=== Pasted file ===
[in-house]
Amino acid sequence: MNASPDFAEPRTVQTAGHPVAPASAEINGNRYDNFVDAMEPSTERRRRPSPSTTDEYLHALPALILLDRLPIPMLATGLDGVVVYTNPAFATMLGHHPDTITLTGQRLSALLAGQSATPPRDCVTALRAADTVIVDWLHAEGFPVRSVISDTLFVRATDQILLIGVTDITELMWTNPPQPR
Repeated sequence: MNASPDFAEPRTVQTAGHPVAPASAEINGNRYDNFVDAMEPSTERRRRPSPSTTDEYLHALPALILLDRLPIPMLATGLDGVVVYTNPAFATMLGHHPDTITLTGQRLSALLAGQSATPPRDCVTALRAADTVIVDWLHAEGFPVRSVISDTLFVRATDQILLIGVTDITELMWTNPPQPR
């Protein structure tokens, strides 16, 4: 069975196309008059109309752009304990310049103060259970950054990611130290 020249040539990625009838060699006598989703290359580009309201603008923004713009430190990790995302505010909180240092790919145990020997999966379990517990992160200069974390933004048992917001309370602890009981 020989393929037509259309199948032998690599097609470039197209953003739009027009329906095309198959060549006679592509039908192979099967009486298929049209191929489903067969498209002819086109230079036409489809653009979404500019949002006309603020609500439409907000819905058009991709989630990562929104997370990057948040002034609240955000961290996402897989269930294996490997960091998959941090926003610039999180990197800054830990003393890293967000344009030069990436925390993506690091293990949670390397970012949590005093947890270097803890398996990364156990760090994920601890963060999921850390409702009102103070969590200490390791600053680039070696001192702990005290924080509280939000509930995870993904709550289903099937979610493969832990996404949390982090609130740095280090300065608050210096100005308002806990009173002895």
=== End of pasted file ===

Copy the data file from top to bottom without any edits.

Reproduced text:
[in-house]
Amino acid sequence: MNASPDFAEPRTVQTAGHPVAPASAEINGNRYDNFVDAMEPSTERRRRPSPSTTDEYLHALPALILLDRLPIPMLATGLDGVVVYTNPAFATMLGHHPDTITLTGQRLSALLAGQSATPPRDCVTALRAADTVIVDWLHAEGFPVRSVISDTLFVRATDQILLIGVTDITELMWTNPPQPR
Repeated sequence: MNASPDFAEPRTVQTAGHPVAPASAEINGNRYDNFVDAMEPSTERRRRPSPSTTDEYLHALPALILLDRLPIPMLATGLDGVVVYTNPAFATMLGHHPDTITLTGQRLSALLAGQSATPPRDCVTALRAADTVIVDWLHAEGFPVRSVISDTLFVRATDQILLIGVTDITELMWTNPPQPR
């Protein structure tokens, strides 16, 4: 069975196309008059109309752009304990310049103060259970950054990611130290 020249040539990625009838060699006598989703290359580009309201603008923004713009430190990790995302505010909180240092790919145990020997999966379990517990992160200069974390933004048992917001309370602890009981 020989393929037509259309199948032998690599097609470039197209953003739009027009329906095309198959060549006679592509039908192979099967009486298929049209191929489903067969498209002819086109230079036409489809653009979404500019949002006309603020609500439409907000819905058009991709989630990562929104997370990057948040002034609240955000961290996402897989269930294996490997960091998959941090926003610039999180990197800054830990003393890293967000344009030069990436925390993506690091293990949670390397970012949590005093947890270097803890398996990364156990760090994920601890963060999921850390409702009102103070969590200490390791600053680039070696001192702990005290924080509280939000509930995870993904709550289903099937979610493969832990996404949390982090609130740095280090300065608050210096100005308002806990009173002895």